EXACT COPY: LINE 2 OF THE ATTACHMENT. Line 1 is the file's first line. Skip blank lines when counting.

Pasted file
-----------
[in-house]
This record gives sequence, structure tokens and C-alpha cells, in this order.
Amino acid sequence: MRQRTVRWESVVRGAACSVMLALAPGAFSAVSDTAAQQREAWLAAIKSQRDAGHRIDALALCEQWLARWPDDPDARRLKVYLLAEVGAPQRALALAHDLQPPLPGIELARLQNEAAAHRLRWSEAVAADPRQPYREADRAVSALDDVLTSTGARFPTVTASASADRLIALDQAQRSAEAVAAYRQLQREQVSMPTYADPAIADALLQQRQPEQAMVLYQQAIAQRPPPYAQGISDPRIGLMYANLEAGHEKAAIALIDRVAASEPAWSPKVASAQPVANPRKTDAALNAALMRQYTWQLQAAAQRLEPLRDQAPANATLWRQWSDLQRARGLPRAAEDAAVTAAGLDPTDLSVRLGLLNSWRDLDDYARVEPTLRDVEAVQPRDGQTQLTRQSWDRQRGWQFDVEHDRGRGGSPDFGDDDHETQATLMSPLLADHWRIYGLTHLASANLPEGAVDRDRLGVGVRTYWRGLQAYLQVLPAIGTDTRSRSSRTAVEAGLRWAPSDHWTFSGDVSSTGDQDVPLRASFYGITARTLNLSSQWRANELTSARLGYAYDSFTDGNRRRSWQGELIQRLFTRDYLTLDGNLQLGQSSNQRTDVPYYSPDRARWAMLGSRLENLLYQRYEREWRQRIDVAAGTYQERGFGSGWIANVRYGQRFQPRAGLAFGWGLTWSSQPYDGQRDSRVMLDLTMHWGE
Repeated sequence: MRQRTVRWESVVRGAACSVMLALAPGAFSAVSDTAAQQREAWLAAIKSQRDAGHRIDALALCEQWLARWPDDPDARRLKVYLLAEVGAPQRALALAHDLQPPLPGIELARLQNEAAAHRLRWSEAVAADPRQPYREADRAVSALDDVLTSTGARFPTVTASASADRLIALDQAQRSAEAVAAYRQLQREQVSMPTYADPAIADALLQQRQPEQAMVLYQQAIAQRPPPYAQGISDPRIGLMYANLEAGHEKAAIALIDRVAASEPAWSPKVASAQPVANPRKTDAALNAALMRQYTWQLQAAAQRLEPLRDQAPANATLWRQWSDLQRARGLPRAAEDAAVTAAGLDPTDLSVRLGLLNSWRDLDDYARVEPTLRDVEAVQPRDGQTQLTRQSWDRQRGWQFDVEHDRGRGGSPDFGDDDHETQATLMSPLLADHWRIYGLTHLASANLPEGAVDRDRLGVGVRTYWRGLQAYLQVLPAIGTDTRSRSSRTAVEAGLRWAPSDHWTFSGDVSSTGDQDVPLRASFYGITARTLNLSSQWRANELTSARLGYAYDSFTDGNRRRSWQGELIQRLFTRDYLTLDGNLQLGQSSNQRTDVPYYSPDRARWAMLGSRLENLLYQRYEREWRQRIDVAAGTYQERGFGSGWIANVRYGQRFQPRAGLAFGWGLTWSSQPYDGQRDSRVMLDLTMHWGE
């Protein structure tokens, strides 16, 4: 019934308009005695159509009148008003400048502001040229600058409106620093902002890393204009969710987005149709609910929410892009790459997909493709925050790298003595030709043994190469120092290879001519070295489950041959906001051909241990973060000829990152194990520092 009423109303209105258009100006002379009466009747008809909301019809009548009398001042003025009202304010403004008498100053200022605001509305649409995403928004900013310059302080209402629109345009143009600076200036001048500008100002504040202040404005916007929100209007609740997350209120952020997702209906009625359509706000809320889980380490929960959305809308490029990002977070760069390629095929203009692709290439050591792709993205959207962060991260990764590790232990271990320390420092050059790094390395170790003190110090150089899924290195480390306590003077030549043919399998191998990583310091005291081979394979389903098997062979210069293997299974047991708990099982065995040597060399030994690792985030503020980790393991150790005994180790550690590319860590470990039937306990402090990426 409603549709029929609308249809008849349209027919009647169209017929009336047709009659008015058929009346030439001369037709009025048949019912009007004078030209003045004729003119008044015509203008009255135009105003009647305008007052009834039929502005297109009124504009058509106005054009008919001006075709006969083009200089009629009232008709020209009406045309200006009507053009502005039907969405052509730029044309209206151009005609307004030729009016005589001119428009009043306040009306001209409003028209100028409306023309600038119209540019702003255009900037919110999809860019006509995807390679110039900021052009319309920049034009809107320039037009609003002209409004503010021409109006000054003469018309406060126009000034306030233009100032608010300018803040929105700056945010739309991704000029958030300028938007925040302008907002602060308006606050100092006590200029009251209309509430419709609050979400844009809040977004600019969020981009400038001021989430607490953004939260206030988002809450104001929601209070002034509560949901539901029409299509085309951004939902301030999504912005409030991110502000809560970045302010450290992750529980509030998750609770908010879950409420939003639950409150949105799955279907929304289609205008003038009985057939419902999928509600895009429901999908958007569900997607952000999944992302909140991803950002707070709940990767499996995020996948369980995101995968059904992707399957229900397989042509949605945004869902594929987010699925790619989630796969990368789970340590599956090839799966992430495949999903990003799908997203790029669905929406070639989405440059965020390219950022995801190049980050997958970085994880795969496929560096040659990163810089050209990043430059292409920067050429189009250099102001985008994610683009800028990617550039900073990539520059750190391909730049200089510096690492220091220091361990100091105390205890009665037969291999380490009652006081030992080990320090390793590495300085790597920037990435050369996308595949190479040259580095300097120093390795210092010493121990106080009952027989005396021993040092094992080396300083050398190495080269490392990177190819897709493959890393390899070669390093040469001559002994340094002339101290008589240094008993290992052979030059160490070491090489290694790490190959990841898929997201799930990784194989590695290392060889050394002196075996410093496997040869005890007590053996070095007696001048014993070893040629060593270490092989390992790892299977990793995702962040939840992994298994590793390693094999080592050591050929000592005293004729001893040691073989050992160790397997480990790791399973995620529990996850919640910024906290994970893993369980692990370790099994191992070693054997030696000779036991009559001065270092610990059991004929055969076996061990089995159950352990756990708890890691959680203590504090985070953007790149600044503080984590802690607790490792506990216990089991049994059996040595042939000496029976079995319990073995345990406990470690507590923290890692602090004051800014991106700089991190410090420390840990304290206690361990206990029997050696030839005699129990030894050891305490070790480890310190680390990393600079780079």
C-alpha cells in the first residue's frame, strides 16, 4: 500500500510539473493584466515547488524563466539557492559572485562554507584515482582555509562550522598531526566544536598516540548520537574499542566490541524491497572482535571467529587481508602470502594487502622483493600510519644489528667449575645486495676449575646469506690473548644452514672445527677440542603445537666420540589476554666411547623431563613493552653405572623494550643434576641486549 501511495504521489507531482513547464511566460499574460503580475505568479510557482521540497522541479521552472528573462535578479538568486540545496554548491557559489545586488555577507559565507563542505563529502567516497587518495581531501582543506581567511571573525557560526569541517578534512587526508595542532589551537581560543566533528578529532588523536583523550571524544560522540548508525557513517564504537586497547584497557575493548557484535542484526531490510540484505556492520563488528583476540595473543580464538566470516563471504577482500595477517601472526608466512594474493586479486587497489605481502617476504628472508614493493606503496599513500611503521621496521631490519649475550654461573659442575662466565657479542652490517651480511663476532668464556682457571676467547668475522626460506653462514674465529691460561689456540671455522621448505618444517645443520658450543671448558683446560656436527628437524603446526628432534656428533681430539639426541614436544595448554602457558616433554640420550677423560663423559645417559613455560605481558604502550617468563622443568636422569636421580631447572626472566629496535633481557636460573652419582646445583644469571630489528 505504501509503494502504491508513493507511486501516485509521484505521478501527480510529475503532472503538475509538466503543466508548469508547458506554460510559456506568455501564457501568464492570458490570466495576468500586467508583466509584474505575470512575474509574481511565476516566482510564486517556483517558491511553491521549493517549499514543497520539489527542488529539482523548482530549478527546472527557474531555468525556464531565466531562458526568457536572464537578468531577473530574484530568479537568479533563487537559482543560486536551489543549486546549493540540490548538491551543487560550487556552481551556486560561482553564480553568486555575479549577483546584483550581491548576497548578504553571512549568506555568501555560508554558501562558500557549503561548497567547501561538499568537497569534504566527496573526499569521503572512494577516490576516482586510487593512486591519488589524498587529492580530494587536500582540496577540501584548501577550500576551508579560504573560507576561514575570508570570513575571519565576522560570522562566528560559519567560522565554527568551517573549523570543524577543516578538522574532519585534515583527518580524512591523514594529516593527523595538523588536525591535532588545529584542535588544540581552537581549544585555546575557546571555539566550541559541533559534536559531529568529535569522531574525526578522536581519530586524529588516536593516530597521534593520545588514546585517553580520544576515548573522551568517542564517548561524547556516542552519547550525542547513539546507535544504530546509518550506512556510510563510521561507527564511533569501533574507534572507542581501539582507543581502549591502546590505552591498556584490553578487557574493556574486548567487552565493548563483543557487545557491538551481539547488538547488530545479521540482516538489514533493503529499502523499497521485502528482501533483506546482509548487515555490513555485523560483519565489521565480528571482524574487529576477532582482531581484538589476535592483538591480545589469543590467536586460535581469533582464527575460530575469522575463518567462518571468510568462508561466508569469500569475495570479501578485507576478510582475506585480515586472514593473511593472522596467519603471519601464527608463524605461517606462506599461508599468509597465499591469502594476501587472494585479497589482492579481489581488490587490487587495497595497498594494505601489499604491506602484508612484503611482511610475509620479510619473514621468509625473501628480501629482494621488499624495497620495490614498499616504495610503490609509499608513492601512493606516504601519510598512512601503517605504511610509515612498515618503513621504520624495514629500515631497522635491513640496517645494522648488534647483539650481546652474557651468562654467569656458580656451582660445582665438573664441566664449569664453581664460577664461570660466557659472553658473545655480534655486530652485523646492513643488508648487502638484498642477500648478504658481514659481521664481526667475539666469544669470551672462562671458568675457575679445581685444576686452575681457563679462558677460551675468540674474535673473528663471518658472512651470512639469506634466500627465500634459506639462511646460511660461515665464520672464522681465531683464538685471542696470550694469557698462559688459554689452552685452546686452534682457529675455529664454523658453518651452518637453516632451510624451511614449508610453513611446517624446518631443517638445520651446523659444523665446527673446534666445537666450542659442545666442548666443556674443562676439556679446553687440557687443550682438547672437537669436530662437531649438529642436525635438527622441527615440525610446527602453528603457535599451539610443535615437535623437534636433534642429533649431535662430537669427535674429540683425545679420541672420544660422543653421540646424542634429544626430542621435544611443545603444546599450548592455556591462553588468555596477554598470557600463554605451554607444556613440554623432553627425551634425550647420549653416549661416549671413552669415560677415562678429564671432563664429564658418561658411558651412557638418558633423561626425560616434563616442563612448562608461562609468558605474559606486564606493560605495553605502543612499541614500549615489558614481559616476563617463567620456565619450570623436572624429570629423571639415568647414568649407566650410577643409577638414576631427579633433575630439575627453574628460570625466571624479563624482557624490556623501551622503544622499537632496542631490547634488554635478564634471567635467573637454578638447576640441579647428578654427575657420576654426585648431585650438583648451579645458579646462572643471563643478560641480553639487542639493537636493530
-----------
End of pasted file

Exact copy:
This record gives sequence, structure tokens and C-alpha cells, in this order.